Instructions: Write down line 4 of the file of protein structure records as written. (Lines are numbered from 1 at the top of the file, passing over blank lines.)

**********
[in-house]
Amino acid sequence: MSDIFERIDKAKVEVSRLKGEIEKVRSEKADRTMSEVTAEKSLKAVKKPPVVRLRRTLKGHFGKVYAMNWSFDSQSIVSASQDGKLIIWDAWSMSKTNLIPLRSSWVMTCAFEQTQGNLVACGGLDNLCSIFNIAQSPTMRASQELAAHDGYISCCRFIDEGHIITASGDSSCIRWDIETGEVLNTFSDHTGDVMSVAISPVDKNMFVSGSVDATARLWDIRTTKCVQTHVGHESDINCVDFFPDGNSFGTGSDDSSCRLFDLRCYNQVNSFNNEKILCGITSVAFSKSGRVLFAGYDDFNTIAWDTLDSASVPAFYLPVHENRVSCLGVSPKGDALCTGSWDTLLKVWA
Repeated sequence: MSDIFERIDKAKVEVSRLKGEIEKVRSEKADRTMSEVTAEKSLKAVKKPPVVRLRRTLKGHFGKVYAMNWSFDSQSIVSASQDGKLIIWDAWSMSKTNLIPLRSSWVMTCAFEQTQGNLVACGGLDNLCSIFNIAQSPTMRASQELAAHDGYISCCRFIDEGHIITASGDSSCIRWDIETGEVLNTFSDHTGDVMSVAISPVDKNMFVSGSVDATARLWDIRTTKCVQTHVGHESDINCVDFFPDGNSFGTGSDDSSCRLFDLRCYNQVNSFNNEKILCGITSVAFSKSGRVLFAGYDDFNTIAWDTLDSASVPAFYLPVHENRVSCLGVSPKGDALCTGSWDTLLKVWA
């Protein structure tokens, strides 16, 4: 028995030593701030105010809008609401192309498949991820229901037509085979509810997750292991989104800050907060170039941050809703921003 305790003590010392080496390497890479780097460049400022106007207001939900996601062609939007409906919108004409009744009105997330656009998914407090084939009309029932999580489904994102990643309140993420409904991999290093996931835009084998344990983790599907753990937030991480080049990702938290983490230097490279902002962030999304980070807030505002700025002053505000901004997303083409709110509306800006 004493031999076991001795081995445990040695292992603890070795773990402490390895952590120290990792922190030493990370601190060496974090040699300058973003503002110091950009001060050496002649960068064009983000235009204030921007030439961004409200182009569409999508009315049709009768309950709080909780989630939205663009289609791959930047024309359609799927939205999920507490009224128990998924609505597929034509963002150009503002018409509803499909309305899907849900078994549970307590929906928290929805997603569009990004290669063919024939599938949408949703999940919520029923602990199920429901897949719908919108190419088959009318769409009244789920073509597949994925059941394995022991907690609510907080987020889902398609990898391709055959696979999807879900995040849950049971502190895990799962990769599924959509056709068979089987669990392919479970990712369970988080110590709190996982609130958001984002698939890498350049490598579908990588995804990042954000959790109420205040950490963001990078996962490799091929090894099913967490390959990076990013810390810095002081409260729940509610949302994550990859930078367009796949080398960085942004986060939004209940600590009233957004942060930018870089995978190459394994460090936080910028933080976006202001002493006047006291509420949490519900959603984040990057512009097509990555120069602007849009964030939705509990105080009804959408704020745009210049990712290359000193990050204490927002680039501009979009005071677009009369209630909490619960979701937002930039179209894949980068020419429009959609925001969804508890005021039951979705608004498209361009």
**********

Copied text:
């Protein structure tokens, strides 16, 4: 028995030593701030105010809008609401192309498949991820229901037509085979509810997750292991989104800050907060170039941050809703921003 305790003590010392080496390497890479780097460049400022106007207001939900996601062609939007409906919108004409009744009105997330656009998914407090084939009309029932999580489904994102990643309140993420409904991999290093996931835009084998344990983790599907753990937030991480080049990702938290983490230097490279902002962030999304980070807030505002700025002053505000901004997303083409709110509306800006 004493031999076991001795081995445990040695292992603890070795773990402490390895952590120290990792922190030493990370601190060496974090040699300058973003503002110091950009001060050496002649960068064009983000235009204030921007030439961004409200182009569409999508009315049709009768309950709080909780989630939205663009289609791959930047024309359609799927939205999920507490009224128990998924609505597929034509963002150009503002018409509803499909309305899907849900078994549970307590929906928290929805997603569009990004290669063919024939599938949408949703999940919520029923602990199920429901897949719908919108190419088959009318769409009244789920073509597949994925059941394995022991907690609510907080987020889902398609990898391709055959696979999807879900995040849950049971502190895990799962990769599924959509056709068979089987669990392919479970990712369970988080110590709190996982609130958001984002698939890498350049490598579908990588995804990042954000959790109420205040950490963001990078996962490799091929090894099913967490390959990076990013810390810095002081409260729940509610949302994550990859930078367009796949080398960085942004986060939004209940600590009233957004942060930018870089995978190459394994460090936080910028933080976006202001002493006047006291509420949490519900959603984040990057512009097509990555120069602007849009964030939705509990105080009804959408704020745009210049990712290359000193990050204490927002680039501009979009005071677009009369209630909490619960979701937002930039179209894949980068020419429009959609925001969804508890005021039951979705608004498209361009």